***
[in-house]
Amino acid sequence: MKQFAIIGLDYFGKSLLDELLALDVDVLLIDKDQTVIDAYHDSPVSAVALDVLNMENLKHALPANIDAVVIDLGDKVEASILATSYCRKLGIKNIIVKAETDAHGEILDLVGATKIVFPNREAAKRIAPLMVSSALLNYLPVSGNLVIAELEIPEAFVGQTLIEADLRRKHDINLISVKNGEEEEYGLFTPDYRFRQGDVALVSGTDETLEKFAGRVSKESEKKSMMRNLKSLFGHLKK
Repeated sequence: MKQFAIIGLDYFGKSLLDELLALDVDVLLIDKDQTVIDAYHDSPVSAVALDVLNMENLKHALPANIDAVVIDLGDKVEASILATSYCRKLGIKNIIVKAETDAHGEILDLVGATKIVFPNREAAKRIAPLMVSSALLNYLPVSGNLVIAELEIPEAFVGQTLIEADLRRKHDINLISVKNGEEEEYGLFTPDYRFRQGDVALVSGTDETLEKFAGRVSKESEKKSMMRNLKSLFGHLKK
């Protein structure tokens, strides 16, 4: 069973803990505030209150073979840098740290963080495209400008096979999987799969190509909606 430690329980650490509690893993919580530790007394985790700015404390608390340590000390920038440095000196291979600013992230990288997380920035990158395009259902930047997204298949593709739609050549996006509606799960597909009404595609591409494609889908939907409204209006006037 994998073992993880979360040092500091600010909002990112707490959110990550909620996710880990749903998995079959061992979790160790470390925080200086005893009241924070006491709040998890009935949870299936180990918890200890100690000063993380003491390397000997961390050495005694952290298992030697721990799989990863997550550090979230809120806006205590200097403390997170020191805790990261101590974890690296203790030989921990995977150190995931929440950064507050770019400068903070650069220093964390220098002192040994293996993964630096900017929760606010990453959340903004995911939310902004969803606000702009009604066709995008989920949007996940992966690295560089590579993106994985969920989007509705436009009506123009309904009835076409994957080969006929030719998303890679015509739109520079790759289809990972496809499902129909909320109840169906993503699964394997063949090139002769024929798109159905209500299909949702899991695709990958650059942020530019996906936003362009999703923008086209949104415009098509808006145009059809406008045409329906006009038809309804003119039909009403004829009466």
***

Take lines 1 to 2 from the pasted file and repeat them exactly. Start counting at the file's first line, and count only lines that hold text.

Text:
[in-house]
Amino acid sequence: MKQFAIIGLDYFGKSLLDELLALDVDVLLIDKDQTVIDAYHDSPVSAVALDVLNMENLKHALPANIDAVVIDLGDKVEASILATSYCRKLGIKNIIVKAETDAHGEILDLVGATKIVFPNREAAKRIAPLMVSSALLNYLPVSGNLVIAELEIPEAFVGQTLIEADLRRKHDINLISVKNGEEEEYGLFTPDYRFRQGDVALVSGTDETLEKFAGRVSKESEKKSMMRNLKSLFGHLKK